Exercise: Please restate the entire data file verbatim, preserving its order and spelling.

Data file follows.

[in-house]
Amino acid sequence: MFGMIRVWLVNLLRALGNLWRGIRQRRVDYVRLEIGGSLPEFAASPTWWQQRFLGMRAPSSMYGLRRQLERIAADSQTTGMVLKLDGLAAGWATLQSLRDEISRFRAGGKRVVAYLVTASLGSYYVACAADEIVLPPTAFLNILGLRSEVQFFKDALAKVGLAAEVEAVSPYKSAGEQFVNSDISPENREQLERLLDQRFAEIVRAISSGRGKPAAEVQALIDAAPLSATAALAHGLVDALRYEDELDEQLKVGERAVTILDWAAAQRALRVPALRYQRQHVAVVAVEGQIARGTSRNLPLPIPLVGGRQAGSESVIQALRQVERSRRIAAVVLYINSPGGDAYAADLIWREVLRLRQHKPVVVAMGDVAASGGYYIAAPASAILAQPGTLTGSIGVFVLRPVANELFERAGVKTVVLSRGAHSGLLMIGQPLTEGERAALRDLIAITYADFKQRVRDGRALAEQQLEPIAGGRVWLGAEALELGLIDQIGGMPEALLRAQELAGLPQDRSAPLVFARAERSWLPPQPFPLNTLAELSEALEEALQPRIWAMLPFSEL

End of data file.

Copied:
[in-house]
Amino acid sequence: MFGMIRVWLVNLLRALGNLWRGIRQRRVDYVRLEIGGSLPEFAASPTWWQQRFLGMRAPSSMYGLRRQLERIAADSQTTGMVLKLDGLAAGWATLQSLRDEISRFRAGGKRVVAYLVTASLGSYYVACAADEIVLPPTAFLNILGLRSEVQFFKDALAKVGLAAEVEAVSPYKSAGEQFVNSDISPENREQLERLLDQRFAEIVRAISSGRGKPAAEVQALIDAAPLSATAALAHGLVDALRYEDELDEQLKVGERAVTILDWAAAQRALRVPALRYQRQHVAVVAVEGQIARGTSRNLPLPIPLVGGRQAGSESVIQALRQVERSRRIAAVVLYINSPGGDAYAADLIWREVLRLRQHKPVVVAMGDVAASGGYYIAAPASAILAQPGTLTGSIGVFVLRPVANELFERAGVKTVVLSRGAHSGLLMIGQPLTEGERAALRDLIAITYADFKQRVRDGRALAEQQLEPIAGGRVWLGAEALELGLIDQIGGMPEALLRAQELAGLPQDRSAPLVFARAERSWLPPQPFPLNTLAELSEALEEALQPRIWAMLPFSEL